Ringing in the solstice with excellent company on the annual Swift Campout.
This year is the fourth time Swift Industries has announced a world-wide camping event to celebrate the solstice; marking the darkest day of winter in Australia and the brightest day of summer in the Northern Hemisphere. Every year it has rolled around I’ve been wildly unprepared. This year was going to be different. My custom packs had been ordered from Terra Rosa, sleeping arrangements had been made, the route was on my GPS device. I’d even purchased the official Swift Campout neck scarf. This was an adventure I was attending. Terrible rains were forecast about a week out, yet two days before, sunshine pops up in the weather app. It was set to be perfect for the weekend! Bags were then filled to the brim, and strapped to bicycles.
On the morning of departure, other people on bikes began rolling up at Treadly Bike Shop as we were seated across the street, hands wrapped around coffee mugs. The variation in bicycle types and setups was broad, with choice of packing gear even more so; everything from 90s mountain bikes to road bikes with tiny tyres, all loaded to capacity.
Off we set, a ridiculous jumble of bicycles, gaining stares from every angle as we rolled through the city and up into the hills. Vibes were high, sunshine was warm, chatter was at a perfect level. Our winding route took us on picturesque roads and back pathways, all the way into Mylor; a small town with the most gorgeous café on the main street. Our bikes leant on their sides amongst the autumn leaves, and beneath oaks containing hanging light bulbs we all sat as assortments of cake, sandwiches and what must be the world’s most incredible hot chocolates were consumed. After quite a period of eating, resting and laughing, we managed to get ourselves
back onto our bikes and continue.
Kuitpo Forest was our destination, and it wasn’t overly long before we entered the area. Gorgeous pine rows and eucalypt forests grew to our left and right, fresh mushrooms squishing beneath our tyres on the damp gravel fire-roads. We had arranged a hut instead of camping, due to the previous weather forecasts. Upon arrival, we discovered our ‘hut’ was something closer to an Airbnb, equipped with a stove, heater, couches and comfortable bunk beds. After eating our dinners around a newly-created fire, we took ourselves to bed, to all sleep very soundly.
Those of us with mountain bikes had made plans to ride the nearby Prospect Hill trails, and our leave time was just a little past sunrise, so we abandoned our packs and set off toward the forest destination about three kilometres away. The air was thick with an almost comb-able fog and the pine needles covering the trail floor were thoroughly damp, but this proved to be the best idea. Winding and ducking our way between creaking tree-giants through the heavy mist was an other-worldly experience.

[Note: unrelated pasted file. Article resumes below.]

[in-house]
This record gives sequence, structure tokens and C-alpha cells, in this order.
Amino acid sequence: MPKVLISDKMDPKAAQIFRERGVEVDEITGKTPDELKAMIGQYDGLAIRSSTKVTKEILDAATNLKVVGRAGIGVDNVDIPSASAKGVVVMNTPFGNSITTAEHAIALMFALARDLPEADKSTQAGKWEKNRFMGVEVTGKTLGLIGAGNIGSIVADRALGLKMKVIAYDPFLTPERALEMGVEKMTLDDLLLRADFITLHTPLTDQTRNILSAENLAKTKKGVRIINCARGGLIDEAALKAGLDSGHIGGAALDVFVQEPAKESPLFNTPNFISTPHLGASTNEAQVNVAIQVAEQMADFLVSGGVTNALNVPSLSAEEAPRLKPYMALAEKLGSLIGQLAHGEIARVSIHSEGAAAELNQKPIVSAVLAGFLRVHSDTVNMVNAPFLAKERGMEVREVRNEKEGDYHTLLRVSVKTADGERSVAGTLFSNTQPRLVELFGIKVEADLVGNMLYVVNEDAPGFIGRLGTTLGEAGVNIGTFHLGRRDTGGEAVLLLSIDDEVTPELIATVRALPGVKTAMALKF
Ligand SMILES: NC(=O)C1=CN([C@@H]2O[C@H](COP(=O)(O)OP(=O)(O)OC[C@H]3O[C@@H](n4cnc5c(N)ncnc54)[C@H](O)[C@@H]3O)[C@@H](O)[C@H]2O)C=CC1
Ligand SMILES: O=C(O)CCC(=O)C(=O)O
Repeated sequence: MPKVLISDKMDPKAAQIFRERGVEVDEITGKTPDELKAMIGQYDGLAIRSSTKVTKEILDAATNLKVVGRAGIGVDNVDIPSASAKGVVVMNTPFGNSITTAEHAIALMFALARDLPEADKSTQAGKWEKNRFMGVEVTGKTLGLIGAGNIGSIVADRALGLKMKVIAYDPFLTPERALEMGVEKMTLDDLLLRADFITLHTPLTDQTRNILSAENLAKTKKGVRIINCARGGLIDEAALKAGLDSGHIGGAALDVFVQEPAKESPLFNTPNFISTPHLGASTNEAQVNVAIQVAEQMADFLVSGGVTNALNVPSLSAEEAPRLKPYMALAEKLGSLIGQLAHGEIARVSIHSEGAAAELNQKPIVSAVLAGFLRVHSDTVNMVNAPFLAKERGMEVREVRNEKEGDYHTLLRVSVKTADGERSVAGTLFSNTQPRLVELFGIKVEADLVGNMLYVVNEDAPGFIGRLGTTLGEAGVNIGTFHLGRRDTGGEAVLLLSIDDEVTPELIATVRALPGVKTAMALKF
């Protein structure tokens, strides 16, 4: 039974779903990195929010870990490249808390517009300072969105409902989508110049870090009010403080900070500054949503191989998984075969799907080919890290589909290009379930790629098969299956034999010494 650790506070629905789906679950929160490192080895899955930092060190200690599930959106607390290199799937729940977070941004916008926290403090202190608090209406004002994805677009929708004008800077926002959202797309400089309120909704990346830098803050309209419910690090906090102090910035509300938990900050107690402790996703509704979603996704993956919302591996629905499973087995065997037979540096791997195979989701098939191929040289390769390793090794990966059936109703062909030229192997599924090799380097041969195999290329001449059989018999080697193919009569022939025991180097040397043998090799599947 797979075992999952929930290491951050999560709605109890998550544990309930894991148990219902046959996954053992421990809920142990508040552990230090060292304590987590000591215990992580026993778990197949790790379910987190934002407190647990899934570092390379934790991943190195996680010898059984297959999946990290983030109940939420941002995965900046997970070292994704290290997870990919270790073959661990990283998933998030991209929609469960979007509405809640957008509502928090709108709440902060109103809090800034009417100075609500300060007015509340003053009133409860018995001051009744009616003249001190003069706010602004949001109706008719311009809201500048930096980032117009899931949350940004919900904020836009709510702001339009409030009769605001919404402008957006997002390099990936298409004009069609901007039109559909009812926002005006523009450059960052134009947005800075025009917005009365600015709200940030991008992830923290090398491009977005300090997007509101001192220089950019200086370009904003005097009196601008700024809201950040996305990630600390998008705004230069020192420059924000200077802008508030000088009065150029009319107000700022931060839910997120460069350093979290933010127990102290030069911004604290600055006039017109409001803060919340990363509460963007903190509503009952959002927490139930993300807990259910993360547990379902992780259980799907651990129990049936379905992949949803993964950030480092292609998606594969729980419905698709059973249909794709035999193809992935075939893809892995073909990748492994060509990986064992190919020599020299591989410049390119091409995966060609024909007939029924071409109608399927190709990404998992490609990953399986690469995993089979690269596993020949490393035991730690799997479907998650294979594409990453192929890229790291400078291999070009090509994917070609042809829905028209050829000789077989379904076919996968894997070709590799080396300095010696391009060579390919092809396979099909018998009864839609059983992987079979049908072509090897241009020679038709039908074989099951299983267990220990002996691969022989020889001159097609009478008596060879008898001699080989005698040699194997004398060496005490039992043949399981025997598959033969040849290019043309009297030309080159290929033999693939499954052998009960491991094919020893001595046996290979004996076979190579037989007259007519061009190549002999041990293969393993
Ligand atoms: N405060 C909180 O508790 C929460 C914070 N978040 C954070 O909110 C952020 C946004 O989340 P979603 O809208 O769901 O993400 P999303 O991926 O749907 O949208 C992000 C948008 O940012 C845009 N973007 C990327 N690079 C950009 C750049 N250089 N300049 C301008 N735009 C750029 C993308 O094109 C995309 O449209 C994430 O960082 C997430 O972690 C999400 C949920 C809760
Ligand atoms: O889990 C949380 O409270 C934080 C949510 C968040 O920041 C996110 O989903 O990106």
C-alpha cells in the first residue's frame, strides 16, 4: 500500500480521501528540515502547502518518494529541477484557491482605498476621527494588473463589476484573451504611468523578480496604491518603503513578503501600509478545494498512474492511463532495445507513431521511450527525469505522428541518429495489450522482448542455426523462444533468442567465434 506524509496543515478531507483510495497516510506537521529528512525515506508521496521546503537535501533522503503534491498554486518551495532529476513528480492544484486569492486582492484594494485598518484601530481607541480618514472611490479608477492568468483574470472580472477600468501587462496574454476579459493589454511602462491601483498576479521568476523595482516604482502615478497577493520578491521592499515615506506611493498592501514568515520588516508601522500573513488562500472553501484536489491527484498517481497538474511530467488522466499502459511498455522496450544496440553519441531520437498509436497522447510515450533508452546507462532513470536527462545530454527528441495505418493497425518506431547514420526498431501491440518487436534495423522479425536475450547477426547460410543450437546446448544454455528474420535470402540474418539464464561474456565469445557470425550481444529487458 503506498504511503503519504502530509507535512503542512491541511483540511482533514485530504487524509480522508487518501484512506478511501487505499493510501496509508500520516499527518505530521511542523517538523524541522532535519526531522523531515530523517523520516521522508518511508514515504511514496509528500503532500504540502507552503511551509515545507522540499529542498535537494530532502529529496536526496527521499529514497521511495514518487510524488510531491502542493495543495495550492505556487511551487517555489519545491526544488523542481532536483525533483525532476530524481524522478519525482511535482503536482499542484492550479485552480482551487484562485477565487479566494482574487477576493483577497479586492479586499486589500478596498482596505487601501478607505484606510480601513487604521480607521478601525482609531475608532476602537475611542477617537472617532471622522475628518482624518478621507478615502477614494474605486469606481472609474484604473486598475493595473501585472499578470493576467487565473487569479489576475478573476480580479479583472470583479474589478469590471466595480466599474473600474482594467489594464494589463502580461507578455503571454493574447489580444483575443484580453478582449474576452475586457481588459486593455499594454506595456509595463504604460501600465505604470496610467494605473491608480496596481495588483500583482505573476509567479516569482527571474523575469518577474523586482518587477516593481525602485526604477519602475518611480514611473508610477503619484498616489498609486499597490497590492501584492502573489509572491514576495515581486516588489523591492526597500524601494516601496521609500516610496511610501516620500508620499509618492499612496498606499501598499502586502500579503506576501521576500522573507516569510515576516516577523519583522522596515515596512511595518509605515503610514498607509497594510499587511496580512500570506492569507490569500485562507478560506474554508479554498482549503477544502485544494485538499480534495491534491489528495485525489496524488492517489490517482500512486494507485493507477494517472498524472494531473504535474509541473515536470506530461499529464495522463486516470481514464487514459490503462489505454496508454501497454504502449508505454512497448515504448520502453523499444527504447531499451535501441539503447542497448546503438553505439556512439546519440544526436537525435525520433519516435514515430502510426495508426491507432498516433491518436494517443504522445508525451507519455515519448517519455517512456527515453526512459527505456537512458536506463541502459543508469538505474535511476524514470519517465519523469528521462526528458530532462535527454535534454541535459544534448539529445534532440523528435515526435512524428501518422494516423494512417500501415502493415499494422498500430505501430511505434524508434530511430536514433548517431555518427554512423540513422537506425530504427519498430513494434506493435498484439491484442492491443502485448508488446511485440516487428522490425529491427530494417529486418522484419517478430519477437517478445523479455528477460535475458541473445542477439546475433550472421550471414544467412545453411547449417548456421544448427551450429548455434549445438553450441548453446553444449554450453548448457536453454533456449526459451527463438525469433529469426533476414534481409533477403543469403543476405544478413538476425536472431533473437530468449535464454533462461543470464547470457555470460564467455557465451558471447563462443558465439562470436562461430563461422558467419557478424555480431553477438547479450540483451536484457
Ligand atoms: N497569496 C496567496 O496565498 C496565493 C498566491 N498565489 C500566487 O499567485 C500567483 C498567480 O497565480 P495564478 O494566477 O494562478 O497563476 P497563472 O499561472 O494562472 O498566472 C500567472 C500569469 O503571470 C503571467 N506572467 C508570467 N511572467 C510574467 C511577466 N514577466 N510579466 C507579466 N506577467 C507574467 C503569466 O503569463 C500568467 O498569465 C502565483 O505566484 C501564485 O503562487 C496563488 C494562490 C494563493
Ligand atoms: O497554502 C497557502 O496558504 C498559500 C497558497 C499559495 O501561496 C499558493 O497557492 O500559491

I had arranged to ride back to the city alone, leaving the other campers to find themselves coffee at the local café, located fifteen kilometres from the hut in my wrong direction. The fog had definitely not even considered departing, so it became my ride buddy. Having created a GPS route for myself that I had never actually ridden, I hoped for the best, and set off along the purple line on my device’s screen.
Immediately I had myself lost, following an imaginary path which led me straight through a dense forest; over logs and through ditches. Soon enough I realised I’d been trying to follow a walking path, which was marked as being not far to my west. After sorting out these glitches, the rest was easy enough. The fog came and went, meeting me in every valley and leaving me at every crest. Being alone in vast, misty forests was somewhat terrifying, with thoughts of burly male hikers or wandering Wolf Creek-style farmers in utes crossing my mind, but it was also exhilarating and incredibly beautiful beyond words. I rode with kangaroos, crossed the path of a family of deer (antlers included), became caught up in a flock of galahs and white cockatoos as they dipped and screeched around me. Tiny wrens of several species chirped and flitted as I’d pass their nesting sites. I rode through old mines, along the gravel of train lines, through nature reserves, and made my way back into civilisation.
It was a breathtaking experience in every sense of the word, and one I hope to share with more women when the next Swift Campout rolls around. If you’re planning a trip to Adelaide at some point, make it this particular weekend in winter and I would be more than happy to ride this route with you.
Words & Pictures Caz Whitehead
This article originally appeared in issue 23 of Treadlie Magazine.